Picture of Laura SangLaura Sang is a first year family medicine resident at McGill University.

“Do you have a cough, fever, sore throat, or have you traveled outside of Canada in the last 14 days?” has become the new greeting that replaces “hello” when I first get to the hospital. We silently queue one by one as the masked security guards ask the same questions to everyone and enforce mandatory hand sanitization. All visitors, non-healthcare workers, and anyone with symptoms are turned away immediately. With a flash of my badge and a dollop of hand sanitizer in hand, I’m allowed to begin my work day.

The hospital is alive, almost like normal, but so far from it. The entire atmosphere feels like the holding room before the start of a big exam, except the exam never comes and we hide our unabated anxiety with nervous laughter. I see the worried looks on people’s faces, the noticeably empty hallways, shortened cafeteria hours. All food and drink is now prepared behind the counter as an infection control measure. Chairs in waiting rooms and eating areas are taped off or removed to enforce social distancing. These tiny differences make a place that once felt like home feel almost unrecognizable. Colleagues pass each other in the corridors, coffee in hand. They smile and chat but don’t shake hands or hug like they used to. Meetings and case reviews happen from across the table and you don’t dare touch your supervisor’s mouse to show them a lab result. Not anymore. It’s hard to keep up with the never-ending string of emails about covid this, covid that, at all hours of the day. We are constantly receiving new guidelines on how to go about our practice. Family medicine consultations are mostly done by phone now. I mail my patients their lab reqs and try to avoid sending them for any non-urgent testing for the foreseeable future. All gonorrhea/chlamydia testing must be done by urine now so the swabs can be reserved for covid testing.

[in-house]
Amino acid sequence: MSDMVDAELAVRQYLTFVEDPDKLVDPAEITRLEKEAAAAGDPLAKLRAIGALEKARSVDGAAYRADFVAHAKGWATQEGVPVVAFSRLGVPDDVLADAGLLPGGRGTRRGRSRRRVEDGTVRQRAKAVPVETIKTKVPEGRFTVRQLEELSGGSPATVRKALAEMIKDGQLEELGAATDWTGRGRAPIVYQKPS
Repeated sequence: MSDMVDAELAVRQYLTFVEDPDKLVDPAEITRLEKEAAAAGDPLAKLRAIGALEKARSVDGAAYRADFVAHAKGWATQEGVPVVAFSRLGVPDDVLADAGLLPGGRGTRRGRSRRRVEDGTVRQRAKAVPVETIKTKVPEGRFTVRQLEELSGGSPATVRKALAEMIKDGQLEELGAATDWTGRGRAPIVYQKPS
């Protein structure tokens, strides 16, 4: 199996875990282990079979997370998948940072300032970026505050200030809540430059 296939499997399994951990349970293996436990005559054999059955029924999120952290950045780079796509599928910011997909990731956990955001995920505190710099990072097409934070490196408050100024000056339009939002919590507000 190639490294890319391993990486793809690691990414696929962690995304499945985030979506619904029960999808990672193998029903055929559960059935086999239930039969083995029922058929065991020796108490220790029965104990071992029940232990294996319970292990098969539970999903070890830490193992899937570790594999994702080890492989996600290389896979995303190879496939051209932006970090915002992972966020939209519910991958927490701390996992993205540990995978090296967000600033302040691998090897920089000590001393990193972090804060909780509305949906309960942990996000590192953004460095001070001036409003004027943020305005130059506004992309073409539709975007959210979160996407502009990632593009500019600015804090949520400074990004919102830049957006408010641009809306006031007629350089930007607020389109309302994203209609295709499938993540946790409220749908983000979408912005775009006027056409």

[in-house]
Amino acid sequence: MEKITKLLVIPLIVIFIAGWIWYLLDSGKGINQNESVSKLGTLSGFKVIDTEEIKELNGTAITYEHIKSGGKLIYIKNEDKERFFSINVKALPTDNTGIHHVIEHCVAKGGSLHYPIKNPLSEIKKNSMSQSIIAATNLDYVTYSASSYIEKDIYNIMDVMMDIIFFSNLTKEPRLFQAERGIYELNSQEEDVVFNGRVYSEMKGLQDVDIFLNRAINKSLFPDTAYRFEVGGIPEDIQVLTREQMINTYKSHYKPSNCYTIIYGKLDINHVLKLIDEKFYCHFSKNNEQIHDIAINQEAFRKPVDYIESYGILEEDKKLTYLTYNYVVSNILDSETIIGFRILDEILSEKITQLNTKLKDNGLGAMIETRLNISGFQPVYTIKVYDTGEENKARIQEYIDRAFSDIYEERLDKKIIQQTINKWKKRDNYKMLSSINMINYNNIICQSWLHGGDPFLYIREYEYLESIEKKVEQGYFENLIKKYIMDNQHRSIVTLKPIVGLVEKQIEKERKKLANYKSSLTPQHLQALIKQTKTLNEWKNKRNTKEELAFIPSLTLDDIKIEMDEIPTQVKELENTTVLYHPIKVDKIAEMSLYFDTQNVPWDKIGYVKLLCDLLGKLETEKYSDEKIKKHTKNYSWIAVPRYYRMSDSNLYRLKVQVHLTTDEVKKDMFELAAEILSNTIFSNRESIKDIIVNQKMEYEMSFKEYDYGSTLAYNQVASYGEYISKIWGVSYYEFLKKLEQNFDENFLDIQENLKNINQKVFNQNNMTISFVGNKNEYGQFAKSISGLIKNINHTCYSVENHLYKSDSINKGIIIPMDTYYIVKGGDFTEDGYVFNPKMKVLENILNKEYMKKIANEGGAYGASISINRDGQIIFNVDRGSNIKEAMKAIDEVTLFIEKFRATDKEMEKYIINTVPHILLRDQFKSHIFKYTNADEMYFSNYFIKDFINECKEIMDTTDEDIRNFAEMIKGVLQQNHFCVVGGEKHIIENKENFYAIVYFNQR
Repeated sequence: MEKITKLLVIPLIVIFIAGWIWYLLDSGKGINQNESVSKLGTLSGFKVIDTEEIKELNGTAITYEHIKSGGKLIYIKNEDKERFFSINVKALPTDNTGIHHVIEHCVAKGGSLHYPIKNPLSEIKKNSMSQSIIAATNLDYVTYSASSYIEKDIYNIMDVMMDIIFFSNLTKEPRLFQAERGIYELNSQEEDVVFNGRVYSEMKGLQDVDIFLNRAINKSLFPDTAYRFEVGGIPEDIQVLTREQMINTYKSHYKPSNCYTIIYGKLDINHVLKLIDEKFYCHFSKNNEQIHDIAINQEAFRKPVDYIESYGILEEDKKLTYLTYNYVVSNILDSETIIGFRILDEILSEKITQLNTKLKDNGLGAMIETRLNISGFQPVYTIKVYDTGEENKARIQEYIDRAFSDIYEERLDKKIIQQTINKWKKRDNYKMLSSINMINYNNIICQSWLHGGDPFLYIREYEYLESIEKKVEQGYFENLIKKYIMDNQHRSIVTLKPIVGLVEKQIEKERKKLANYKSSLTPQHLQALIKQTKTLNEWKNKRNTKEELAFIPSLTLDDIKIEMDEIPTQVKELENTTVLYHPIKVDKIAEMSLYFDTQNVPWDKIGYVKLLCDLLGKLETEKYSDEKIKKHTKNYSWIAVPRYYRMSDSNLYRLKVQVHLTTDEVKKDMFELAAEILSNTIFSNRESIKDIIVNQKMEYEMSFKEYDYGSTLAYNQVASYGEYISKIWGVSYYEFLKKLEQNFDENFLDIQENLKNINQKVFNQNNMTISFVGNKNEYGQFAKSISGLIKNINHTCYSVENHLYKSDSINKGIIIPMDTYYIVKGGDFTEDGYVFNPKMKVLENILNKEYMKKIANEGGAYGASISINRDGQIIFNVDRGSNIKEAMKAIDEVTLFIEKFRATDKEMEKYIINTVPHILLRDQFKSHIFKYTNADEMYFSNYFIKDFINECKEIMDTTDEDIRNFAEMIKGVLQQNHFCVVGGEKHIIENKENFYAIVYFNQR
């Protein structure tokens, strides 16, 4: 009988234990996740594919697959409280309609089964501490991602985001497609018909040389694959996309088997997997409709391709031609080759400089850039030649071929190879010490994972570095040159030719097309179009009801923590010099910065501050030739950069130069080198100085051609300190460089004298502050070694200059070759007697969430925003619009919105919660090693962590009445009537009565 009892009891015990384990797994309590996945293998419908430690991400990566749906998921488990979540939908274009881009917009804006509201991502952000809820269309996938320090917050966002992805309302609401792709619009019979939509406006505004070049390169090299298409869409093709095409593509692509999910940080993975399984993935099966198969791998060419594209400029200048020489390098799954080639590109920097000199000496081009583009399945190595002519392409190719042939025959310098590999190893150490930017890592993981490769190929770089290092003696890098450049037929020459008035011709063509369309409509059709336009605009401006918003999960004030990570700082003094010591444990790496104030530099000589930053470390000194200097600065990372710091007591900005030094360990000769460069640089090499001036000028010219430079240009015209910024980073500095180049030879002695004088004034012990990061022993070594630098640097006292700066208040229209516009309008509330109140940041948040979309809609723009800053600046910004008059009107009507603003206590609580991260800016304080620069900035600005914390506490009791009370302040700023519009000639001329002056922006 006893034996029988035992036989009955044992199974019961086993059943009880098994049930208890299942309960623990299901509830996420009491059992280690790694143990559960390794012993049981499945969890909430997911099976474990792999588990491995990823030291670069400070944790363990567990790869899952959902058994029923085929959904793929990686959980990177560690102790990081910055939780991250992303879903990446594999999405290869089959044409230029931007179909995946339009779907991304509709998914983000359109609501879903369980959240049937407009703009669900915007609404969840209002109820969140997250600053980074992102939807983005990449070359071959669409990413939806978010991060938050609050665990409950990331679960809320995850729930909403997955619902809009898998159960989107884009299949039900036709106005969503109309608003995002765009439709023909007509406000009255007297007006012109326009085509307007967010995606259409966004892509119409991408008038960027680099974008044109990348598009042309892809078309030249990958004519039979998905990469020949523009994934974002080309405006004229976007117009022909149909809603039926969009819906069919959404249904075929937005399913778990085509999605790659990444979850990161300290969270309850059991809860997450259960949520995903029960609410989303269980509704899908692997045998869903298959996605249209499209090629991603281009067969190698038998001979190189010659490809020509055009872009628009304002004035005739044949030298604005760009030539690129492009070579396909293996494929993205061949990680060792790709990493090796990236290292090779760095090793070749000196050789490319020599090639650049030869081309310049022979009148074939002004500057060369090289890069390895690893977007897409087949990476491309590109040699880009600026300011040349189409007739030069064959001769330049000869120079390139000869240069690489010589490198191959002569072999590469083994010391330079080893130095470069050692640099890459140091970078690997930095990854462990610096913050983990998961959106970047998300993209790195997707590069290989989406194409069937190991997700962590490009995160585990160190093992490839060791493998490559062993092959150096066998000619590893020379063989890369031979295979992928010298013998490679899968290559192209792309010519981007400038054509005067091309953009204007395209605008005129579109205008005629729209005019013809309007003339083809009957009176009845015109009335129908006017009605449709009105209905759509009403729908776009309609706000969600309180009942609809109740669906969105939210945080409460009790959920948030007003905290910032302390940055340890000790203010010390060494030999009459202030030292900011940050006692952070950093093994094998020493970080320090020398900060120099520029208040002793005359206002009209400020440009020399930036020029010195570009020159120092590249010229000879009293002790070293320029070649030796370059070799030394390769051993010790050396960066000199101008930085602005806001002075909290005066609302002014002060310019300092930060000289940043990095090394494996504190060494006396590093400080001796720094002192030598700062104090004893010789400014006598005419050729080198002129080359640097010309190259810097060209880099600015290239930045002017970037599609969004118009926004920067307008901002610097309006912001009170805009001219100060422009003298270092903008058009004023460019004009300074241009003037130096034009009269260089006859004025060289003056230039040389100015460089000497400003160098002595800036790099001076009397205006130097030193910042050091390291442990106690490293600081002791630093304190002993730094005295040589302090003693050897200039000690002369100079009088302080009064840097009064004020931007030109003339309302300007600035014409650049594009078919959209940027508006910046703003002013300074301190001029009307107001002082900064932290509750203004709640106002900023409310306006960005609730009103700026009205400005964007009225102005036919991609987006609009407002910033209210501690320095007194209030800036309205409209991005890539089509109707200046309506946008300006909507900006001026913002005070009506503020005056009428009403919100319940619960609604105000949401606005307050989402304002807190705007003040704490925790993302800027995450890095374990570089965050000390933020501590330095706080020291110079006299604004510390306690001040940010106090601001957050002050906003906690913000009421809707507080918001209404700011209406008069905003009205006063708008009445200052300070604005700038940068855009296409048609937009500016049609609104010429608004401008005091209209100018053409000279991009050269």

On the wards for now we are in the calm before the storm. The rest of medicine however continues to surge on. There are still people coming in with heart attacks, strokes, kidney infections, and everything else. But now every fever, every cough, every sneeze ignites collective anxiety. Treat everyone as possibly infected until proven otherwise. On the way down the hall I pass several rooms with patients on precautions (meaning healthcare workers must wear gloves, gowns, face shields, etc., to enter). Sign-in sheets are taped to the doors to keep track of who goes in and out. These measures are in place until test results comes back. I feel occasional guilt for using gloves to examine patients not on precaution because I do not know if we will run out of them in the future. Masks are already running low.

In hushed tones behind closed doors we discuss, we plan, and prepare. Seminars are given on how to swab people. Powerpoint slide decks and other learning resources are shared. I’m still learning how to manage patients who are in a critical condition so I’m privy to discussions of the next steps in care as the disease unfolds. I’ve even heard theoretical discussions on how we can hook up two people to a ventilator at once – just in case.

I struggle daily to balance the requirement of social distancing and maintaining sanity. Do I see my partner or am I putting him at risk? Do I go to the pharmacy to get a few creature comforts to help me cope at home although they are non-essential items, or am I being selfish? I am graced with the support of family and friends who call and check in regularly. Yet when you spend your whole day seeing everything firsthand and you don’t get a break, you just want someone physically there with you. That human presence that everyone craves when receiving comfort. But you can’t. In times of sleep deprivation the anxiety takes over and worst case scenarios trickle in. You flush them out with Netflix and other distractions until sleep finally comes.

In times of trouble I’ve always turned to nature and thankfully that’s one thing I don’t have to give up during these surreal times. As spring approaches, the sun shines a little bit brighter, the birds erupt into spontaneous song, and the air is fresher than I’ve ever known living close to the highway. This is a challenging time for everyone and it’s going to be rough, but humans are resilient. Despite all the uncertainty, I have no choice but to believe we will get through this together. Socially distanced, but standing as one. Just take things one day at a time, one moment at a time, one cough at a time.